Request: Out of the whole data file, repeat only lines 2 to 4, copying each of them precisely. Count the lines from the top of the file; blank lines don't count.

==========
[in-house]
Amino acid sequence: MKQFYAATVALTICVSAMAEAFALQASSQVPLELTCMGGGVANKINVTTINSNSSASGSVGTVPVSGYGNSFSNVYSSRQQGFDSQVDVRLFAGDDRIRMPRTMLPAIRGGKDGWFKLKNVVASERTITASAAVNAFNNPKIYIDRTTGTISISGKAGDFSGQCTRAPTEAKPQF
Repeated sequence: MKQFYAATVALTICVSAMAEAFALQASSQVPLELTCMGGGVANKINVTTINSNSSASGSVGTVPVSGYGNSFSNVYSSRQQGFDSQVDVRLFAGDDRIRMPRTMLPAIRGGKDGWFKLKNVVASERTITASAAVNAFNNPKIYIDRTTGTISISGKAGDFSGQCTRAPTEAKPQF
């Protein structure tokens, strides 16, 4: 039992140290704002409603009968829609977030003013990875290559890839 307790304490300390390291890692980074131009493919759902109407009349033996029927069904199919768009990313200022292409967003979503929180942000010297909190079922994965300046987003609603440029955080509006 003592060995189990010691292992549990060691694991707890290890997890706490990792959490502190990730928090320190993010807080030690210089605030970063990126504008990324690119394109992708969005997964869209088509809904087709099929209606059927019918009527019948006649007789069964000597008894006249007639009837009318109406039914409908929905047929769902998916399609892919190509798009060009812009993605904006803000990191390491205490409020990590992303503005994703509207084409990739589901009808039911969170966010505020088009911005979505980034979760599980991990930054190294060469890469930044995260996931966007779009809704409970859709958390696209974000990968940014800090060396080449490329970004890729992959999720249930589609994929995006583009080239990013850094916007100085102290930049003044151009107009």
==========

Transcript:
Amino acid sequence: MKQFYAATVALTICVSAMAEAFALQASSQVPLELTCMGGGVANKINVTTINSNSSASGSVGTVPVSGYGNSFSNVYSSRQQGFDSQVDVRLFAGDDRIRMPRTMLPAIRGGKDGWFKLKNVVASERTITASAAVNAFNNPKIYIDRTTGTISISGKAGDFSGQCTRAPTEAKPQF
Repeated sequence: MKQFYAATVALTICVSAMAEAFALQASSQVPLELTCMGGGVANKINVTTINSNSSASGSVGTVPVSGYGNSFSNVYSSRQQGFDSQVDVRLFAGDDRIRMPRTMLPAIRGGKDGWFKLKNVVASERTITASAAVNAFNNPKIYIDRTTGTISISGKAGDFSGQCTRAPTEAKPQF
């Protein structure tokens, strides 16, 4: 039992140290704002409603009968829609977030003013990875290559890839 307790304490300390390291890692980074131009493919759902109407009349033996029927069904199919768009990313200022292409967003979503929180942000010297909190079922994965300046987003609603440029955080509006 003592060995189990010691292992549990060691694991707890290890997890706490990792959490502190990730928090320190993010807080030690210089605030970063990126504008990324690119394109992708969005997964869209088509809904087709099929209606059927019918009527019948006649007789069964000597008894006249007639009837009318109406039914409908929905047929769902998916399609892919190509798009060009812009993605904006803000990191390491205490409020990590992303503005994703509207084409990739589901009808039911969170966010505020088009911005979505980034979760599980991990930054190294060469890469930044995260996931966007779009809704409970859709958390696209974000990968940014800090060396080449490329970004890729992959999720249930589609994929995006583009080239990013850094916007100085102290930049003044151009107009």